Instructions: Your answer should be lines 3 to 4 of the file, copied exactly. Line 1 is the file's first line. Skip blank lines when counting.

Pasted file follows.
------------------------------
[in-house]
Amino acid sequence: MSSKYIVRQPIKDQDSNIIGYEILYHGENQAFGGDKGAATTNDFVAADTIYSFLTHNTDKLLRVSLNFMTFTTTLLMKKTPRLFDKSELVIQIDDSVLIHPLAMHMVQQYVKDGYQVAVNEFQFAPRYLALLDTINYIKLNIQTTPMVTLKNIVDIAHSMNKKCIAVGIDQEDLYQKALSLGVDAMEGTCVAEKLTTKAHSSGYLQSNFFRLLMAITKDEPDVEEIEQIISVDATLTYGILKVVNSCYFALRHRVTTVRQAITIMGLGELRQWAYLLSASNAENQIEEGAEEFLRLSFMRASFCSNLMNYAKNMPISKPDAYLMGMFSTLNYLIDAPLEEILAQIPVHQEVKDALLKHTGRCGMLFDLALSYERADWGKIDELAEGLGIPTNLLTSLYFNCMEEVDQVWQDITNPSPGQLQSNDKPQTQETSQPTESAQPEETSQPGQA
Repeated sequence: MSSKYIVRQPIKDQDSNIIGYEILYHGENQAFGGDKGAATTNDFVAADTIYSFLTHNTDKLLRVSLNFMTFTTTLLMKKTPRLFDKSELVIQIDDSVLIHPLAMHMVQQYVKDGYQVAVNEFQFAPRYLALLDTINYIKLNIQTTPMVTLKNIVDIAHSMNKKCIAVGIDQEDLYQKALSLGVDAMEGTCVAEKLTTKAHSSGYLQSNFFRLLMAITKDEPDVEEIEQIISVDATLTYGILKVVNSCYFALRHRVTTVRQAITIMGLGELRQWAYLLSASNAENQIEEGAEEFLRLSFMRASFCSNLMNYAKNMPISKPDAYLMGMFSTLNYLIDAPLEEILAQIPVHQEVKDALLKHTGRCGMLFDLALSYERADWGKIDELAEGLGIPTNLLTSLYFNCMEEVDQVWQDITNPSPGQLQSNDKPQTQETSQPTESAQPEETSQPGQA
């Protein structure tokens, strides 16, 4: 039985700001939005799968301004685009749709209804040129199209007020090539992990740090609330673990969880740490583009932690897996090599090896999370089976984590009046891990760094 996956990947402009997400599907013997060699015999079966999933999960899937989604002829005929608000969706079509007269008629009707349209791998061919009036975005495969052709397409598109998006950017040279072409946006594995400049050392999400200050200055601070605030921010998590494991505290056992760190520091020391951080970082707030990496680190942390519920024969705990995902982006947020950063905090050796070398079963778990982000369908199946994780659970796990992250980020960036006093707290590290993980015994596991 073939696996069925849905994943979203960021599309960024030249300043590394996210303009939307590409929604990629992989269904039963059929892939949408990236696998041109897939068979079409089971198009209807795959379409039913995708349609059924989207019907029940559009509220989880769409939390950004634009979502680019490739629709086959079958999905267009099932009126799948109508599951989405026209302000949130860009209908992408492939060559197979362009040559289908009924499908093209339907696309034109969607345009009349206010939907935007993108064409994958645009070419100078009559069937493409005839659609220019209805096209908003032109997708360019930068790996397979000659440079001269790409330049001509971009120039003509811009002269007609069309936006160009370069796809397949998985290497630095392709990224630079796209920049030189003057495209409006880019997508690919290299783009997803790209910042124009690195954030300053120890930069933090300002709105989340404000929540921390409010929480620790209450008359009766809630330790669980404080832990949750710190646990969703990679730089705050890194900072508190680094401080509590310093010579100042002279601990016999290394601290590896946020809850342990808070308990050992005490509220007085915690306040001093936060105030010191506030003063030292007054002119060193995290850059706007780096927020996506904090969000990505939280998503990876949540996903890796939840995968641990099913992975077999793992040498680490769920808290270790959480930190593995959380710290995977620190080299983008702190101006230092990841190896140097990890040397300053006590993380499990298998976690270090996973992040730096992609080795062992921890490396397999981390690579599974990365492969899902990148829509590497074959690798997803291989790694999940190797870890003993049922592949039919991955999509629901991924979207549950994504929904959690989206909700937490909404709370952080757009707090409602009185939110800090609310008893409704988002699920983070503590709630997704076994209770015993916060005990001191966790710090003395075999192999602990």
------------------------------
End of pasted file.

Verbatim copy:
Repeated sequence: MSSKYIVRQPIKDQDSNIIGYEILYHGENQAFGGDKGAATTNDFVAADTIYSFLTHNTDKLLRVSLNFMTFTTTLLMKKTPRLFDKSELVIQIDDSVLIHPLAMHMVQQYVKDGYQVAVNEFQFAPRYLALLDTINYIKLNIQTTPMVTLKNIVDIAHSMNKKCIAVGIDQEDLYQKALSLGVDAMEGTCVAEKLTTKAHSSGYLQSNFFRLLMAITKDEPDVEEIEQIISVDATLTYGILKVVNSCYFALRHRVTTVRQAITIMGLGELRQWAYLLSASNAENQIEEGAEEFLRLSFMRASFCSNLMNYAKNMPISKPDAYLMGMFSTLNYLIDAPLEEILAQIPVHQEVKDALLKHTGRCGMLFDLALSYERADWGKIDELAEGLGIPTNLLTSLYFNCMEEVDQVWQDITNPSPGQLQSNDKPQTQETSQPTESAQPEETSQPGQA
């Protein structure tokens, strides 16, 4: 039985700001939005799968301004685009749709209804040129199209007020090539992990740090609330673990969880740490583009932690897996090599090896999370089976984590009046891990760094 996956990947402009997400599907013997060699015999079966999933999960899937989604002829005929608000969706079509007269008629009707349209791998061919009036975005495969052709397409598109998006950017040279072409946006594995400049050392999400200050200055601070605030921010998590494991505290056992760190520091020391951080970082707030990496680190942390519920024969705990995902982006947020950063905090050796070398079963778990982000369908199946994780659970796990992250980020960036006093707290590290993980015994596991 073939696996069925849905994943979203960021599309960024030249300043590394996210303009939307590409929604990629992989269904039963059929892939949408990236696998041109897939068979079409089971198009209807795959379409039913995708349609059924989207019907029940559009509220989880769409939390950004634009979502680019490739629709086959079958999905267009099932009126799948109508599951989405026209302000949130860009209908992408492939060559197979362009040559289908009924499908093209339907696309034109969607345009009349206010939907935007993108064409994958645009070419100078009559069937493409005839659609220019209805096209908003032109997708360019930068790996397979000659440079001269790409330049001509971009120039003509811009002269007609069309936006160009370069796809397949998985290497630095392709990224630079796209920049030189003057495209409006880019997508690919290299783009997803790209910042124009690195954030300053120890930069933090300002709105989340404000929540921390409010929480620790209450008359009766809630330790669980404080832990949750710190646990969703990679730089705050890194900072508190680094401080509590310093010579100042002279601990016999290394601290590896946020809850342990808070308990050992005490509220007085915690306040001093936060105030010191506030003063030292007054002119060193995290850059706007780096927020996506904090969000990505939280998503990876949540996903890796939840995968641990099913992975077999793992040498680490769920808290270790959480930190593995959380710290995977620190080299983008702190101006230092990841190896140097990890040397300053006590993380499990298998976690270090996973992040730096992609080795062992921890490396397999981390690579599974990365492969899902990148829509590497074959690798997803291989790694999940190797870890003993049922592949039919991955999509629901991924979207549950994504929904959690989206909700937490909404709370952080757009707090409602009185939110800090609310008893409704988002699920983070503590709630997704076994209770015993916060005990001191966790710090003395075999192999602990």